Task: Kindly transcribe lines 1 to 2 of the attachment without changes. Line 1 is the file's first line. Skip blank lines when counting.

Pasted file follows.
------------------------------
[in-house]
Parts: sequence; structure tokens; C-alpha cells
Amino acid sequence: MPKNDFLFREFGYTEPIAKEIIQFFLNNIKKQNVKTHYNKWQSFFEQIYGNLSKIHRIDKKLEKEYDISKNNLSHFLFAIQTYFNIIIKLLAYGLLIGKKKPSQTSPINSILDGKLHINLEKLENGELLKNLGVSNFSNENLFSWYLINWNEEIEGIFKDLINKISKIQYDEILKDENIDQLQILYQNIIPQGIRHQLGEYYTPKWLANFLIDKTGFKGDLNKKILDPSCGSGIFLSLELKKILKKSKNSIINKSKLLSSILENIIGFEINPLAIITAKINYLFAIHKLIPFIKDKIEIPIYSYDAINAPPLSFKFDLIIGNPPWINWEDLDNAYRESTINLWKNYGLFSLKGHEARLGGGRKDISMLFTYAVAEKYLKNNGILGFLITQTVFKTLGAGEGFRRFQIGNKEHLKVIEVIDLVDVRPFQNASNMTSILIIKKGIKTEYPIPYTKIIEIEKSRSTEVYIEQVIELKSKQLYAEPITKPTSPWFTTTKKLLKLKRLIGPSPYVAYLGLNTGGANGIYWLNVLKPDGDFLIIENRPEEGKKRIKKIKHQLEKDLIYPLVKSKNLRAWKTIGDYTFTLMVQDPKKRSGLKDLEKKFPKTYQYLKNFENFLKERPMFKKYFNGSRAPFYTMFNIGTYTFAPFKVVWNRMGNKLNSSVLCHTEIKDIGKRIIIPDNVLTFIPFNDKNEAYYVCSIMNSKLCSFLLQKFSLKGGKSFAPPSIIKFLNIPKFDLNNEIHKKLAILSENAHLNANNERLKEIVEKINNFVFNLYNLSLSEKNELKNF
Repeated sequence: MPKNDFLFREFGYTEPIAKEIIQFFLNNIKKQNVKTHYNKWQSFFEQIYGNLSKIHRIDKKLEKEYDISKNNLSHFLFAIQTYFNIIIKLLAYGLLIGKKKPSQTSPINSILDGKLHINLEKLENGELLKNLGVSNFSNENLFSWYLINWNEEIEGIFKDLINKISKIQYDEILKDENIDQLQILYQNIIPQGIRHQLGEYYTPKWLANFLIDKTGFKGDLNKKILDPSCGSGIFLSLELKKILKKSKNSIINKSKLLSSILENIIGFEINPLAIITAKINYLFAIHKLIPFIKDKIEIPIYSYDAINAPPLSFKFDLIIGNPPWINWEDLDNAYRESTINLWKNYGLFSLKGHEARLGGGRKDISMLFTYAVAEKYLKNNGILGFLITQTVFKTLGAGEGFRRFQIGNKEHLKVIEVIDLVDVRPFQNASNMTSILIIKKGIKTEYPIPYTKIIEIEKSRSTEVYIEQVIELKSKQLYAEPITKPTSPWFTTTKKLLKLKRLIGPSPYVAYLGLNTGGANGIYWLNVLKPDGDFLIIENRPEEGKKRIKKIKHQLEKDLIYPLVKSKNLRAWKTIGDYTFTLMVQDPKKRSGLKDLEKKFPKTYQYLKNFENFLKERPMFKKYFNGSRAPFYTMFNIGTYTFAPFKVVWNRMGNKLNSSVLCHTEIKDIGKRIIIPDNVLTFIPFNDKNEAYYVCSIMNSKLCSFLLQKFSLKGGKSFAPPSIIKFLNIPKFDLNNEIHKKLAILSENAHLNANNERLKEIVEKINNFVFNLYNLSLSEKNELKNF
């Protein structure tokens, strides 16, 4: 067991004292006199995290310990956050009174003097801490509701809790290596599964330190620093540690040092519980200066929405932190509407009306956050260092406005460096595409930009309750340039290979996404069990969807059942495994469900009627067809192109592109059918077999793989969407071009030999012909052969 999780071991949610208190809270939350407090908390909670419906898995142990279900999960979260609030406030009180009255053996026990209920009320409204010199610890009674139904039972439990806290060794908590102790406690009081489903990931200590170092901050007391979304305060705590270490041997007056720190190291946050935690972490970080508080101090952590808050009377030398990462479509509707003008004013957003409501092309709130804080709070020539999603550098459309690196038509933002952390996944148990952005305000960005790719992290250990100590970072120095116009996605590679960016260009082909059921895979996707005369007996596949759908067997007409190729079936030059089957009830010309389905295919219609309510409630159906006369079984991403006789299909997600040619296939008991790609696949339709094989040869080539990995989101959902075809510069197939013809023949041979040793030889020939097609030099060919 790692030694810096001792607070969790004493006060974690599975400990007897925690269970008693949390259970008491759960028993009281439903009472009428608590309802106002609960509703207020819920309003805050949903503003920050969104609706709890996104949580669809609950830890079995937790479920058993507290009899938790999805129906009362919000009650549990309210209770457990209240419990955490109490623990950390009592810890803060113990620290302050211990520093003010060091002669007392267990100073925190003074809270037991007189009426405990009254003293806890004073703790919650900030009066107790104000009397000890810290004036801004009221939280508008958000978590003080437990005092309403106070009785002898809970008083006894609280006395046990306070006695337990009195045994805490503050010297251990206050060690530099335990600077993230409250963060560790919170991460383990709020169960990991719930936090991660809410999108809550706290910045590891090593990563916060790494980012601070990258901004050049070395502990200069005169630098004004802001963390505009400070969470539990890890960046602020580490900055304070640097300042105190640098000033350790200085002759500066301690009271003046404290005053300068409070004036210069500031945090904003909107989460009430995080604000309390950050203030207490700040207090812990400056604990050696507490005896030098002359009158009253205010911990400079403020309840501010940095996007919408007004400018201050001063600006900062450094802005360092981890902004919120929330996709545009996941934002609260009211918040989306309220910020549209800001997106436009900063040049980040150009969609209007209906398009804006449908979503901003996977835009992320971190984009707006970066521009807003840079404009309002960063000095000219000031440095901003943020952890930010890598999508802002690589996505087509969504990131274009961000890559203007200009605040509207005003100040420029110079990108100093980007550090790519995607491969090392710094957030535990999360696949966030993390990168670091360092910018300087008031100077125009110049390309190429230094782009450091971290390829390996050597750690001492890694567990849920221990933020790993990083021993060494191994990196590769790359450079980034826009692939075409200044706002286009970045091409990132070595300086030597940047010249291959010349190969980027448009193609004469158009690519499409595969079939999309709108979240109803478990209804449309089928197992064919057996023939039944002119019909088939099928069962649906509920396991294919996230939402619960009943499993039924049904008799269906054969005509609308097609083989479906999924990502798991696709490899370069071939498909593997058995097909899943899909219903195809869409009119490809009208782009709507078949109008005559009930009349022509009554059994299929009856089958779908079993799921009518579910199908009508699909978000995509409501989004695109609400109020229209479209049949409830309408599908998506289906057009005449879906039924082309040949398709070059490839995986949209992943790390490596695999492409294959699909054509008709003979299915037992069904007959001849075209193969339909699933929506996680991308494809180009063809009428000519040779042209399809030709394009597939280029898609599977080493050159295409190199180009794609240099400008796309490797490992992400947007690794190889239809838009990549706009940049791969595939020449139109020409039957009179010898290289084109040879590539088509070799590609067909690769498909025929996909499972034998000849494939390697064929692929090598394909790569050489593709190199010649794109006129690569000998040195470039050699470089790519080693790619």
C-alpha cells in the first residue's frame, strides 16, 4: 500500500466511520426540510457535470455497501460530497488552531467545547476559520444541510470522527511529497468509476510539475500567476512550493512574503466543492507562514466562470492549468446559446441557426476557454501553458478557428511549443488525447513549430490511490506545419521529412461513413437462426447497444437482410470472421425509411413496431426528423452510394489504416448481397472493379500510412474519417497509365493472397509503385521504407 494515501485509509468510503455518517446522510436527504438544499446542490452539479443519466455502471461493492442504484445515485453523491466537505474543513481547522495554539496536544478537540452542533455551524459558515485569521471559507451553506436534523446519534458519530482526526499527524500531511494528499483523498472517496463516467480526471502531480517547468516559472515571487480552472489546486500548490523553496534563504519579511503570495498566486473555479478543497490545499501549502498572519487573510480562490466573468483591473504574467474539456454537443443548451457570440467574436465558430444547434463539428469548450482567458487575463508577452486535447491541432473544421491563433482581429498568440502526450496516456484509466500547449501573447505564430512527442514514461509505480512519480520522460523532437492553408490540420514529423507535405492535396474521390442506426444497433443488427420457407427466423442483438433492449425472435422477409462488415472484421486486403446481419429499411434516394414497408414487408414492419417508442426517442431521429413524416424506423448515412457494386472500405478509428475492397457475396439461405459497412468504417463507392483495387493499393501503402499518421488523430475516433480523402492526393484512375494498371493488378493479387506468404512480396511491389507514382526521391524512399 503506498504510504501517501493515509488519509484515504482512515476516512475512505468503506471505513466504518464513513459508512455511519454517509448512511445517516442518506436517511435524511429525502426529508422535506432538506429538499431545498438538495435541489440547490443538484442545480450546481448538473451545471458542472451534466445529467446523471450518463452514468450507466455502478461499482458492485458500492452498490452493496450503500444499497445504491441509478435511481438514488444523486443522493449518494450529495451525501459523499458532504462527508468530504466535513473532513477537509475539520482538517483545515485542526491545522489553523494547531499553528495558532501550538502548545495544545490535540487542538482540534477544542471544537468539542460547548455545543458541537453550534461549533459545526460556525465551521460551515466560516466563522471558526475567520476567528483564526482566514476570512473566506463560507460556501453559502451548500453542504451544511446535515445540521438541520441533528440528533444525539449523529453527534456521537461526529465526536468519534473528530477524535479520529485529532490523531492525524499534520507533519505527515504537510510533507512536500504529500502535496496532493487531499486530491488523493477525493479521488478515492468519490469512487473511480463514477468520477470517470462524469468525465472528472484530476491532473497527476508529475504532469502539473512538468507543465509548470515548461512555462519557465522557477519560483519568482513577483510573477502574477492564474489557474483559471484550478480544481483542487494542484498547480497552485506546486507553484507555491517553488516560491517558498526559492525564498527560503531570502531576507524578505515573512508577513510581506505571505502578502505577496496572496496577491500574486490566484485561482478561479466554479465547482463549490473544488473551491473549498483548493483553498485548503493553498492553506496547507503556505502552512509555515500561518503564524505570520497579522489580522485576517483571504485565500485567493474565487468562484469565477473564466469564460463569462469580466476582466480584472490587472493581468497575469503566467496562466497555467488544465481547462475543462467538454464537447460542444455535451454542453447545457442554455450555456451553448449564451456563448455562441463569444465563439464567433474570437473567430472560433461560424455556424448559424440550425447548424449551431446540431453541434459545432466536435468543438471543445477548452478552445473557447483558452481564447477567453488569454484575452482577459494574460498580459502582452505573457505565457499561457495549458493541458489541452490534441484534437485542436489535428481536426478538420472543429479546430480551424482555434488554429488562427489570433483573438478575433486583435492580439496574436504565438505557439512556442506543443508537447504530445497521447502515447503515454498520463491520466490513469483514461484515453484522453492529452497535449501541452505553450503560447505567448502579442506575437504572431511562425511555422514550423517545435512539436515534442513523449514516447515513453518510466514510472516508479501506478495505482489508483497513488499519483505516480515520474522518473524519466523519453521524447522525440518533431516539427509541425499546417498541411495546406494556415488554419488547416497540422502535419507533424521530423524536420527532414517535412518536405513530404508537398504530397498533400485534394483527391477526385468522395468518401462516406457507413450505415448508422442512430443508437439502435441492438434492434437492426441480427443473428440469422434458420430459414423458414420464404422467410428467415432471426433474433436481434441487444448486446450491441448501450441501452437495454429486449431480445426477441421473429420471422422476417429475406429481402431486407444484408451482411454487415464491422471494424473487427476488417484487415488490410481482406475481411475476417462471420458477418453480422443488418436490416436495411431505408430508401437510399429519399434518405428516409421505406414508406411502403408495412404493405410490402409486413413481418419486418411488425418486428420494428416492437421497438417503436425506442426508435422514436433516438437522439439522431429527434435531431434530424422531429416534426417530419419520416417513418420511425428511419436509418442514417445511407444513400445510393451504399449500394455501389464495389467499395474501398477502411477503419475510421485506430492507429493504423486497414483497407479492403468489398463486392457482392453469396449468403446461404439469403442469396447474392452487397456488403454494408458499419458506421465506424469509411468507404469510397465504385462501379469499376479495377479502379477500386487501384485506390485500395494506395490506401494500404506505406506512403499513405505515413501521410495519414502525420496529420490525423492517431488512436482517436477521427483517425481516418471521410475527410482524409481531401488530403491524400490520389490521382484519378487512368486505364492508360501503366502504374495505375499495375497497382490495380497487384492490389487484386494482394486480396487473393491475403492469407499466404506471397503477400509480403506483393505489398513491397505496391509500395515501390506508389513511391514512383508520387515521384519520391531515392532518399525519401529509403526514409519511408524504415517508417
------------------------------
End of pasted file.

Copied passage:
[in-house]
Parts: sequence; structure tokens; C-alpha cells